One day, when I was a young girl about 7 or 8, my dad and sister came home from a walk, strongly shaken up. My dad was in near hysterics as he told us what had happened on their way. There was an accident which occurred right in front of them. Two girls on bikes, inches in front of my sister, had been thrown into the air, and across the street. I don't remember now what had happened to them. I'm sure they were severely injured. My dad was clearly thanking God that my sister hadn't been a step closer to the curb. Both my dad and sister escaped unscathed, but I was in tears upon hearing their account. Even recalling the story now, as common as this one might be, I choke up and have little wet puddles on the brims of my eyes. I said, quietly, to my dad, "We don't tell each other enough that we love each other. We need to do that."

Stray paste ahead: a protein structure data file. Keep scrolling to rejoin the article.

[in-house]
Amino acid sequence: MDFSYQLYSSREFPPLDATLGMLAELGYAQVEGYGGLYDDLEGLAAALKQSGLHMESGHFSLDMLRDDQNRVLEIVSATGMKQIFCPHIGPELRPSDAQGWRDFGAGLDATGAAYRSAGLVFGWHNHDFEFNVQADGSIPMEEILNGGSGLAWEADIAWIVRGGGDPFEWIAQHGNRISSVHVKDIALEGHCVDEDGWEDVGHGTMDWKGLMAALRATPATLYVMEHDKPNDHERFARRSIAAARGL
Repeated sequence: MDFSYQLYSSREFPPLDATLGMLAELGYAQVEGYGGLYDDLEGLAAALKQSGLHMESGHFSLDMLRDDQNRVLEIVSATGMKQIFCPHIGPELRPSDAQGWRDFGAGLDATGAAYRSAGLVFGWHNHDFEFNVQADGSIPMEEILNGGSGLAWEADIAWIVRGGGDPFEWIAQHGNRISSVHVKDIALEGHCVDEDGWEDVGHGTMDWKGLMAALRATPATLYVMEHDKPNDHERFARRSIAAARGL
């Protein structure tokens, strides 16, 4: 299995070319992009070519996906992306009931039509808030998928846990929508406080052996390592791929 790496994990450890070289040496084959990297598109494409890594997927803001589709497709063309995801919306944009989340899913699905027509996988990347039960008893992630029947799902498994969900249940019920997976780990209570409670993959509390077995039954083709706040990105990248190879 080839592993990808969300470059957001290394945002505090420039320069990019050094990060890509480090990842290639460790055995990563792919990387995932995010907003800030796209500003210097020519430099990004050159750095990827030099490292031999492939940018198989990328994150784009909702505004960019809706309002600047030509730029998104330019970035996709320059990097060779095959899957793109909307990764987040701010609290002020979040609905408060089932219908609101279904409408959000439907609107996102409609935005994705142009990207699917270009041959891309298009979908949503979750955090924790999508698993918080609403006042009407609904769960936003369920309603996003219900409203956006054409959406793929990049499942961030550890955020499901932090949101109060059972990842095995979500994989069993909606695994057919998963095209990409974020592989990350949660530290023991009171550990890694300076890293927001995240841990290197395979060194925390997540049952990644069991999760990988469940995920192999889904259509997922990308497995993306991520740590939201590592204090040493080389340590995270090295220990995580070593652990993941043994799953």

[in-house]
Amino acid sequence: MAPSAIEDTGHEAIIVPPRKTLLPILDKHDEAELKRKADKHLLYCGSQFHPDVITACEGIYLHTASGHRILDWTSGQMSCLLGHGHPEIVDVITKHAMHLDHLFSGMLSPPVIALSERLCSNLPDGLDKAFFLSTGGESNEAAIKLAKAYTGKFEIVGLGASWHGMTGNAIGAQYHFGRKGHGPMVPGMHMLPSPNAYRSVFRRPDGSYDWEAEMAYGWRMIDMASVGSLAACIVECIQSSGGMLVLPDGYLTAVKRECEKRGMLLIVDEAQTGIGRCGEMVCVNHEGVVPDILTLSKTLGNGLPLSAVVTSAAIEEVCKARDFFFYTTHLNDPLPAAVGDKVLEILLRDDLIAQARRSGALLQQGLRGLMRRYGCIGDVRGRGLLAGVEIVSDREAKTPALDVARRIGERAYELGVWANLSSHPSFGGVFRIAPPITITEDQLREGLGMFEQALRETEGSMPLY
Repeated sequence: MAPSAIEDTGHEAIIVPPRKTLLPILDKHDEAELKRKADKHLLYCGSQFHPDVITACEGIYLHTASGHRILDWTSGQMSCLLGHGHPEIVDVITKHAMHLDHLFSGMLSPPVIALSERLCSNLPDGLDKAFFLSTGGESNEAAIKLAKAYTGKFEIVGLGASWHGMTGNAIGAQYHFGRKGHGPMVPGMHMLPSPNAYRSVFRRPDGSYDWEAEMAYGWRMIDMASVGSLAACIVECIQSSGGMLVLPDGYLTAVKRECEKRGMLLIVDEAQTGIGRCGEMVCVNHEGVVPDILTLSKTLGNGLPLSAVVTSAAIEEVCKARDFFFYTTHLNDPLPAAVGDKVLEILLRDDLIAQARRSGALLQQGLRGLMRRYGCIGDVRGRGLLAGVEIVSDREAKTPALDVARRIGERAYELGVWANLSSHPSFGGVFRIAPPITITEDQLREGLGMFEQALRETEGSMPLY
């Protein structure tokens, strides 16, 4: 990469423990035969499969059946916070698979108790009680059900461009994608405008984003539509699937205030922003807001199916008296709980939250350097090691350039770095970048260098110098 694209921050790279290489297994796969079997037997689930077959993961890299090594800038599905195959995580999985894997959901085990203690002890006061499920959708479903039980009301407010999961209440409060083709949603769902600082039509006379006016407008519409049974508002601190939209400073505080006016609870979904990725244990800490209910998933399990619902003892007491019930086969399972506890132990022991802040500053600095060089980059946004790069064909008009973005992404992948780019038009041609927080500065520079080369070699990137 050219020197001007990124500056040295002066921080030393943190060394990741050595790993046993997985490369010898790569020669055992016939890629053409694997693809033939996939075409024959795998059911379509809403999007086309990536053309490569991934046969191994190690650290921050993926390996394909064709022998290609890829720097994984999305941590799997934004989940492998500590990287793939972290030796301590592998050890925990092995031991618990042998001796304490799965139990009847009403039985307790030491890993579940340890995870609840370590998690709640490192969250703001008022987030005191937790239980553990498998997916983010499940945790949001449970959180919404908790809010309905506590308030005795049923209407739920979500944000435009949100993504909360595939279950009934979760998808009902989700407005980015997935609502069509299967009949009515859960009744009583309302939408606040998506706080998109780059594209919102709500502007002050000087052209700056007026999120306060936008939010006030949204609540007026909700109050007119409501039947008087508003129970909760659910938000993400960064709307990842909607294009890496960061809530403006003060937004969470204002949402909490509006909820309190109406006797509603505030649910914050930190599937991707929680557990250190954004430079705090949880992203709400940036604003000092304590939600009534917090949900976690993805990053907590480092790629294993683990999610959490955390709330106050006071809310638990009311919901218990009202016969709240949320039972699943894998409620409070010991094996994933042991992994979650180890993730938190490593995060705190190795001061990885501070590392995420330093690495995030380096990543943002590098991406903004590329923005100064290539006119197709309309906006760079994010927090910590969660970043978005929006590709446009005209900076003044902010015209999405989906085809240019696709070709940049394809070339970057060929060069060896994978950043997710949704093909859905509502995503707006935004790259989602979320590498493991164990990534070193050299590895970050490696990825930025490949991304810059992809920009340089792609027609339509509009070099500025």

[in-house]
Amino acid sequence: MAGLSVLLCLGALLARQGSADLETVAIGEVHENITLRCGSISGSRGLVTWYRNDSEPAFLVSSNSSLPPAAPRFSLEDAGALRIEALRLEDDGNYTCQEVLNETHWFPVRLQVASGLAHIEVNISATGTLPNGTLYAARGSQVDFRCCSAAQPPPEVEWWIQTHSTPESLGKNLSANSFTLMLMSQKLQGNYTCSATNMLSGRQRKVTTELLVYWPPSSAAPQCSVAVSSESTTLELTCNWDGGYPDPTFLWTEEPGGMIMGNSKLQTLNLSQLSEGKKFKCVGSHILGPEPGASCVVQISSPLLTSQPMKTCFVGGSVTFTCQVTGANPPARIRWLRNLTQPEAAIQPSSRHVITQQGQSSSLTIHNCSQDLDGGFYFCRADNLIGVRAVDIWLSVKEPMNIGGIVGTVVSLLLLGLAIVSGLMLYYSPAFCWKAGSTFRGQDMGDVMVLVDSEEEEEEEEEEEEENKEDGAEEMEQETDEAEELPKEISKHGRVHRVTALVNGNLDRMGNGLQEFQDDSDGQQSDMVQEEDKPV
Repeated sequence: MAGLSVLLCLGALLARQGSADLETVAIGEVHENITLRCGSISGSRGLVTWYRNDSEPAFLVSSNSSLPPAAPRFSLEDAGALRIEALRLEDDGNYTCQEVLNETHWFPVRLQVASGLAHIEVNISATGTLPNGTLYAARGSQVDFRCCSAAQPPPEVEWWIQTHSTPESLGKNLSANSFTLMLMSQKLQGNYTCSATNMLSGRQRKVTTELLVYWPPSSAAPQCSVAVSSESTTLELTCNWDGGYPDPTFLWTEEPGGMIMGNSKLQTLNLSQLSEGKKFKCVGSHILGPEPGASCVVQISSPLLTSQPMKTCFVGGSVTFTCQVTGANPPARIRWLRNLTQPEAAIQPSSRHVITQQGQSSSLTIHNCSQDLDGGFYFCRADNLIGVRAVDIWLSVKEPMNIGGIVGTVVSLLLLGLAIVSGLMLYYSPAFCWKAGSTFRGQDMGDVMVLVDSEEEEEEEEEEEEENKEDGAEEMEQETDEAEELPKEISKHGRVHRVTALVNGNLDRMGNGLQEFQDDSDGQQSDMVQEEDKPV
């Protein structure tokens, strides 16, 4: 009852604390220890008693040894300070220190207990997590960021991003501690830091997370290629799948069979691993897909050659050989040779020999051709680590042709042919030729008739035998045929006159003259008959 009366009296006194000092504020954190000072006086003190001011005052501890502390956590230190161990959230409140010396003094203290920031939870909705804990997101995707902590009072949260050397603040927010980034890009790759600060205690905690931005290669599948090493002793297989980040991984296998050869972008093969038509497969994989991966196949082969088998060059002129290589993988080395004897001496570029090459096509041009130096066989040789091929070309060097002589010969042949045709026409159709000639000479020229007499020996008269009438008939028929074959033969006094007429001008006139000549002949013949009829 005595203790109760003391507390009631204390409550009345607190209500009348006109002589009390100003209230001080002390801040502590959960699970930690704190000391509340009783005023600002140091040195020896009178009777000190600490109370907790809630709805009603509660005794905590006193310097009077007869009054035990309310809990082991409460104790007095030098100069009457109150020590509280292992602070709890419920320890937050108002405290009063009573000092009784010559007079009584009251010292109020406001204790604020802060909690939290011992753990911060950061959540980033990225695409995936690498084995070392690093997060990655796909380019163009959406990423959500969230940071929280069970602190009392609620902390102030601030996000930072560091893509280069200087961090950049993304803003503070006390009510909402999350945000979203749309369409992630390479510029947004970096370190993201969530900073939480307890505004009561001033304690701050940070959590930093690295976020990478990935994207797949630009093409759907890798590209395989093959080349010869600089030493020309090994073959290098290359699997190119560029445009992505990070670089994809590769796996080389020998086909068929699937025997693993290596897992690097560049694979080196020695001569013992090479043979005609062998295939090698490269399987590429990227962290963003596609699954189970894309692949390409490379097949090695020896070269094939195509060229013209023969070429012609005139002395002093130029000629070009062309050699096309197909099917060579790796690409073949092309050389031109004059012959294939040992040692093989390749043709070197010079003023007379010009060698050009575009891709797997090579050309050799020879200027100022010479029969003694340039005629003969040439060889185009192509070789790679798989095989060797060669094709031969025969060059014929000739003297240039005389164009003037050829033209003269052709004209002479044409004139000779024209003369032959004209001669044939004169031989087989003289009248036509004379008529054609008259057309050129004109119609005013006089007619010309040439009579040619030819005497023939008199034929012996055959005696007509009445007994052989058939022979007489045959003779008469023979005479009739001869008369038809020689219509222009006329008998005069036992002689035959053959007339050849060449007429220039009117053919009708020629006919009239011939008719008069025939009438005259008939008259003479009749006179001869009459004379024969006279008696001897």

I don't know why my dad remembers this event so well, but to my bashfulness, he tells it often. He recalls it with the air of a fable... more for the moral rather than the story. And I can't help it... every time he brings it up, my heart swells with the fear that I might not get the chance to express my heartfelt love and affection for the people around me before it's too late.
And so I have gone forth into life, with a quietly overwhelming urgency to share whatever I am feeling as soon as I feel it, in an act of spontaneity that feels like I have taken in too much oxygen, and with complete disregard to understanding myself or even caring. It might be a dangerous game for some, but not for me. There's no shame in honesty of the heart. The real peril is in losing our opportunities to express.
So, the music. Don't know where all this Americana is coming from, but here it is again.
Here we go, Day 130: https://ia600801.us.archive.org/19/items/Improv122211/12_22_119_46Pm.mp3